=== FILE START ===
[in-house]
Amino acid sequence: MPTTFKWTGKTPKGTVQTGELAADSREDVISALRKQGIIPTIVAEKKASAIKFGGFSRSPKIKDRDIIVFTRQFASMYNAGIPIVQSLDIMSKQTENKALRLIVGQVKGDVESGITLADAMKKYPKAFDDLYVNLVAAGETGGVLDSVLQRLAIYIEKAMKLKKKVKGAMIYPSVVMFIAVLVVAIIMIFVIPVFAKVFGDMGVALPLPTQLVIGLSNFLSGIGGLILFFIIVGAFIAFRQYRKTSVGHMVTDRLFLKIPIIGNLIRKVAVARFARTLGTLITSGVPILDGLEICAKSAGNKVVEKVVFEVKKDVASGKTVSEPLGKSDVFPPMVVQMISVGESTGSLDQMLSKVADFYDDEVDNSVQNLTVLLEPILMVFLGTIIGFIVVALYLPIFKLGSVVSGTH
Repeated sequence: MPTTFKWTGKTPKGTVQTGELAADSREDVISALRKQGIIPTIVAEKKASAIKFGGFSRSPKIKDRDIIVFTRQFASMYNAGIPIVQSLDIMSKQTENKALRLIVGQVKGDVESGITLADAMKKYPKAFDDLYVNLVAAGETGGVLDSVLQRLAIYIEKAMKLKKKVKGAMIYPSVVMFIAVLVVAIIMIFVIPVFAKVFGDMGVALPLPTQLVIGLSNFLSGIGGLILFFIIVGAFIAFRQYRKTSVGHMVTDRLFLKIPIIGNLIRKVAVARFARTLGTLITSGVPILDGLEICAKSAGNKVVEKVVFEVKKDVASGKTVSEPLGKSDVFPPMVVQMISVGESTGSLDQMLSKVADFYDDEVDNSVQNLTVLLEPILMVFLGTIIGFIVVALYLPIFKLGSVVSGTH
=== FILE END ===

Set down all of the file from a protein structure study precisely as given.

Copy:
[in-house]
Amino acid sequence: MPTTFKWTGKTPKGTVQTGELAADSREDVISALRKQGIIPTIVAEKKASAIKFGGFSRSPKIKDRDIIVFTRQFASMYNAGIPIVQSLDIMSKQTENKALRLIVGQVKGDVESGITLADAMKKYPKAFDDLYVNLVAAGETGGVLDSVLQRLAIYIEKAMKLKKKVKGAMIYPSVVMFIAVLVVAIIMIFVIPVFAKVFGDMGVALPLPTQLVIGLSNFLSGIGGLILFFIIVGAFIAFRQYRKTSVGHMVTDRLFLKIPIIGNLIRKVAVARFARTLGTLITSGVPILDGLEICAKSAGNKVVEKVVFEVKKDVASGKTVSEPLGKSDVFPPMVVQMISVGESTGSLDQMLSKVADFYDDEVDNSVQNLTVLLEPILMVFLGTIIGFIVVALYLPIFKLGSVVSGTH
Repeated sequence: MPTTFKWTGKTPKGTVQTGELAADSREDVISALRKQGIIPTIVAEKKASAIKFGGFSRSPKIKDRDIIVFTRQFASMYNAGIPIVQSLDIMSKQTENKALRLIVGQVKGDVESGITLADAMKKYPKAFDDLYVNLVAAGETGGVLDSVLQRLAIYIEKAMKLKKKVKGAMIYPSVVMFIAVLVVAIIMIFVIPVFAKVFGDMGVALPLPTQLVIGLSNFLSGIGGLILFFIIVGAFIAFRQYRKTSVGHMVTDRLFLKIPIIGNLIRKVAVARFARTLGTLITSGVPILDGLEICAKSAGNKVVEKVVFEVKKDVASGKTVSEPLGKSDVFPPMVVQMISVGESTGSLDQMLSKVADFYDDEVDNSVQNLTVLLEPILMVFLGTIIGFIVVALYLPIFKLGSVVSGTH